Careers, Job Search, Personal Branding, job seekers, linkedin, personal brand management

Your Job Search Secret Weapon – Your Personal Brand

Mary Rosenbaum | November 21st, 2016

When you think of popular brands you automatically remember the specific value that manufacturers focus on when talking about their products. Whether it’s Volvo and safety, BMW and performance, or Tesla and innovation – the focus is on the differentiating qualities and the value those qualities provide. And yes, they all get you where you want to go but that’s not what all the noise about. It’s about HOW they do it and the value they provide and that’s what distinguishes them from each other and from the competition.

The same holds true for you as a professional. Your personal brand is like a fingerprint – no two people bring the exact same qualities to completing the task at hand. How you do what you do – whether it’s the specific experience you bring to the table, the innovation you are known for, the ability to engage others to work with you – is very important in distinguishing you from your competition.

Here are some important lessons to be learned from those people who are masters of creating solid well-known brands;

1. Never present yourself as a jack of all trades – because you will be mistaken for a master of none. Generalists are not memorable and therefore not easily remembered. Identify those skills/talents/experiences that enable you to provide the unique value a prospective employee needs to be successful in the position for which they are recruiting. And then find the stories that back up the claim. If you can’t claim value that distinguishes you from the competition you will be thought of as a commodity – and pricing rather than value will be the differentiating feature.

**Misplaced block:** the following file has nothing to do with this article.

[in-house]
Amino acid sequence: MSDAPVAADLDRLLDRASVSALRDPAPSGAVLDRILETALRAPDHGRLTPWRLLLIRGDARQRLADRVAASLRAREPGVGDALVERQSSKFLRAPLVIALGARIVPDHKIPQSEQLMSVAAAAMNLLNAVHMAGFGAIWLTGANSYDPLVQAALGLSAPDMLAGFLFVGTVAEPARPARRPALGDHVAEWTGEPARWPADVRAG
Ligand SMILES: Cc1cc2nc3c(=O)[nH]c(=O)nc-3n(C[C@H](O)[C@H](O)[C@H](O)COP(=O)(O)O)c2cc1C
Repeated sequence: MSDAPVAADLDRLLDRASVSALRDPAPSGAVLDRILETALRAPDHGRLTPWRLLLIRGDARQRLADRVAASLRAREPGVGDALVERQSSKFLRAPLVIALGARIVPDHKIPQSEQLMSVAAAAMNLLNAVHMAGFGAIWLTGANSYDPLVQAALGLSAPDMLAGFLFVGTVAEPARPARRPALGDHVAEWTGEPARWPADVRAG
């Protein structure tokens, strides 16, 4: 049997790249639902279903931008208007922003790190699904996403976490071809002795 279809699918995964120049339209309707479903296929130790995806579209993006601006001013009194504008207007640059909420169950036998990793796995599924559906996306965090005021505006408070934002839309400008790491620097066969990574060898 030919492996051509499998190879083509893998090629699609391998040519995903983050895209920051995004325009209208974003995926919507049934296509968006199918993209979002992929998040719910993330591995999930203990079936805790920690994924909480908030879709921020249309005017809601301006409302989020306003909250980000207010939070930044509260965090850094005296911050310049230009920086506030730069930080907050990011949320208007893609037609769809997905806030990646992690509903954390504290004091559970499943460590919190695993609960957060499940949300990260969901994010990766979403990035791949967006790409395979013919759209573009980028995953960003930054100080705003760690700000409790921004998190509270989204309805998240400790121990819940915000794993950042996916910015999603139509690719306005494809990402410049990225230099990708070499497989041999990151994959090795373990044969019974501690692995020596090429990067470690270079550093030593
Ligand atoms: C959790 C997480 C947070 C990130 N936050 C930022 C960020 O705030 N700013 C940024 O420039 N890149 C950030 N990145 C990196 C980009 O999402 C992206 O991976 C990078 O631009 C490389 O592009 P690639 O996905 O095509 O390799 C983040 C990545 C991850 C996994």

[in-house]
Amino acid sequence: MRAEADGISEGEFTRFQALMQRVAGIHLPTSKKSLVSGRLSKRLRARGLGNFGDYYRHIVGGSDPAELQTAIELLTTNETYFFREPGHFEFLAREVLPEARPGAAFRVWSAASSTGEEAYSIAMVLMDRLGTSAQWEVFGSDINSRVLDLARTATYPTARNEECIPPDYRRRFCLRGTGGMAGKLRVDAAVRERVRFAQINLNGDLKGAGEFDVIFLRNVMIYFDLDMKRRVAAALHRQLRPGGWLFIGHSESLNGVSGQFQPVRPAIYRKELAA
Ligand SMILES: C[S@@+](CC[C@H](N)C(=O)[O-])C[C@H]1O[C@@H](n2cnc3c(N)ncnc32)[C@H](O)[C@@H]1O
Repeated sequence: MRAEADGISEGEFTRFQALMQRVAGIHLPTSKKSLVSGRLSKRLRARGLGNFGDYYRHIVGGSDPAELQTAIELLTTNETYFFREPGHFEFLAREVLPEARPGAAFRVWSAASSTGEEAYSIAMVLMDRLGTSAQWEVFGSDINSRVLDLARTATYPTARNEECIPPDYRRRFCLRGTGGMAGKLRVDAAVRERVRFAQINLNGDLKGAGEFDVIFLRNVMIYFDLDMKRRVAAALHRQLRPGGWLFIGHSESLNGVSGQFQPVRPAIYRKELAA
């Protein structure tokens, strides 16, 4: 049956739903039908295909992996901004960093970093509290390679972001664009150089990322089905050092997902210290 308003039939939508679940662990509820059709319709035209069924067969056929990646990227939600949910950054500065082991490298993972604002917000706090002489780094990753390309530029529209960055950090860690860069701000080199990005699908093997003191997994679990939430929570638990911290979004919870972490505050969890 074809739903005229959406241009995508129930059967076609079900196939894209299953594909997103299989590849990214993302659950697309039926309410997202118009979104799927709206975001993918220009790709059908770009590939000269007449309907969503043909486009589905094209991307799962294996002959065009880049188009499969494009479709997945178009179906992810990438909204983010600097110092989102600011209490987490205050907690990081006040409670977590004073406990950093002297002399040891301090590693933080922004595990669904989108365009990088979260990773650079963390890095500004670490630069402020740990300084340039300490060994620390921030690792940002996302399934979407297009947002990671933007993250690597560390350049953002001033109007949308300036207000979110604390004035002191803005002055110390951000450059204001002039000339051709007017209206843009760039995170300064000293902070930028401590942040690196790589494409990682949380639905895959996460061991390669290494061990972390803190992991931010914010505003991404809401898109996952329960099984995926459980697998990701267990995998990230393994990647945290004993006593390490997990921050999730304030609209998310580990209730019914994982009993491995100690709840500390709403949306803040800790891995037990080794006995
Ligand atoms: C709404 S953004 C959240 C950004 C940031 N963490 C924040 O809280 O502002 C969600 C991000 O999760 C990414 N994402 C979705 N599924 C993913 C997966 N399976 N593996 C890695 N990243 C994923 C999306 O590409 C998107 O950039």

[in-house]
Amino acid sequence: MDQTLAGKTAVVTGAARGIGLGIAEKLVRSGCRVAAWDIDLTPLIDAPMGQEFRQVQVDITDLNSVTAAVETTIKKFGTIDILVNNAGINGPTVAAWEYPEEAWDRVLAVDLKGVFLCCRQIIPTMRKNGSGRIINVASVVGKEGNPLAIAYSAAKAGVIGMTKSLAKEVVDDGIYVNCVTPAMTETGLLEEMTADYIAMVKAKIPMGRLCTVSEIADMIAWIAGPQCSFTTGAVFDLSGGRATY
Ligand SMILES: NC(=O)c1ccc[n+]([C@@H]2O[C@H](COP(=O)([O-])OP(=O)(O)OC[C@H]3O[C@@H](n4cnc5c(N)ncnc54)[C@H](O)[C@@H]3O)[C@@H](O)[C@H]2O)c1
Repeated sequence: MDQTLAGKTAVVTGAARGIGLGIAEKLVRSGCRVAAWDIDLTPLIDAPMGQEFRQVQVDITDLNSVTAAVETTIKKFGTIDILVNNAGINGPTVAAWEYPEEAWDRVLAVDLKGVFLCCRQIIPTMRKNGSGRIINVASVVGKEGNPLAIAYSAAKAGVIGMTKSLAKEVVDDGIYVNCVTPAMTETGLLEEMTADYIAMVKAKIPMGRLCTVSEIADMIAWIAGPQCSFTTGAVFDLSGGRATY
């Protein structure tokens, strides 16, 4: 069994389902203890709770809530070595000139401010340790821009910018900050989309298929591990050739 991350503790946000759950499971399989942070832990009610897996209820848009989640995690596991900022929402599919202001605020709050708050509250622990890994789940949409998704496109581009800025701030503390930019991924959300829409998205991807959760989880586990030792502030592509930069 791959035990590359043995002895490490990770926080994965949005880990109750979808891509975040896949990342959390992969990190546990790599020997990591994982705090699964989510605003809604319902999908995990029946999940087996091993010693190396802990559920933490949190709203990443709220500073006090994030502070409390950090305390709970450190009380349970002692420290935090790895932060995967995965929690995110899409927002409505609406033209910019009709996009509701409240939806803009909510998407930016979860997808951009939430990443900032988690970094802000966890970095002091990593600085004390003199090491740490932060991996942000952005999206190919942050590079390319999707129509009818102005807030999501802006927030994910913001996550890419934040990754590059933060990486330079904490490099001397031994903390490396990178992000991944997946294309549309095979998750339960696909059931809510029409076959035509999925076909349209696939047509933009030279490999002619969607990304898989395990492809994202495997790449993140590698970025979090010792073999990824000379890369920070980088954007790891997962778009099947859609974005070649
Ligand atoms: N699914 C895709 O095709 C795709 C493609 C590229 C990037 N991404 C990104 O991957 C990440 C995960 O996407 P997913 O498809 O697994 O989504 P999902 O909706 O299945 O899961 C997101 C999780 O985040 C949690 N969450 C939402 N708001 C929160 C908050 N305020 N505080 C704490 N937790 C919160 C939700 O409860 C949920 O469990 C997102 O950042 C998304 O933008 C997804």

In the example I used above, the cars I mentioned would never be considered commodities – although pricing may be a deterrent for some, their target audience makes the purchase based on perceived value, not on pricing. You’re not JUST buying a car; you’re buying a specific brand known for the qualities you want.

2. Know what your selling points are and make sure all your collateral materials (resume, LinkedIn, bio, etc.) reflect and validate these points. For example, a common mistake is to make your resume a comprehensive listing of every responsibility and task you ever completed throughout your career.

Companies with strong brands keep hammering home the points they want you to remember, to connect with, and use as part of your purchase decision. They don’t give all the details of their product because that would dilute the message they were trying to convey and make it harder for you to remember what they deem to be the strongest selling points.

A resume that has too much information is as bad as one that has not enough. A resume filled with more than what’s needed is asking the reader to pick and choose what he/she deems important. Instead a resume that highlights the skills and talents you want them to see puts you in charge of how you are viewed. The focus should be on the job you want, not the one you had 5 or 10 years ago. So take control of what they think, point them in the direction you want to go, and the odds of being singled out increase.

3. Never underestimate the value of a cover letter. A cover letter is another opportunity for you to hammer that message home – that you have the skills they need and want.

A cover letter is your opportunity to link your skills, experiences, successes, and abilities directly to the job for which you are applying. It’s not a rehash of what’s on your resume – it’s a time for you to show personality, showcase your writing capabilities, illustrate the knowledge you have of the industry and of them, and tell them something that would be relevant to the job but not fully fleshed out on the resume. This is an opportunity to let your differentiating qualities come through and let your personal brand be more visible.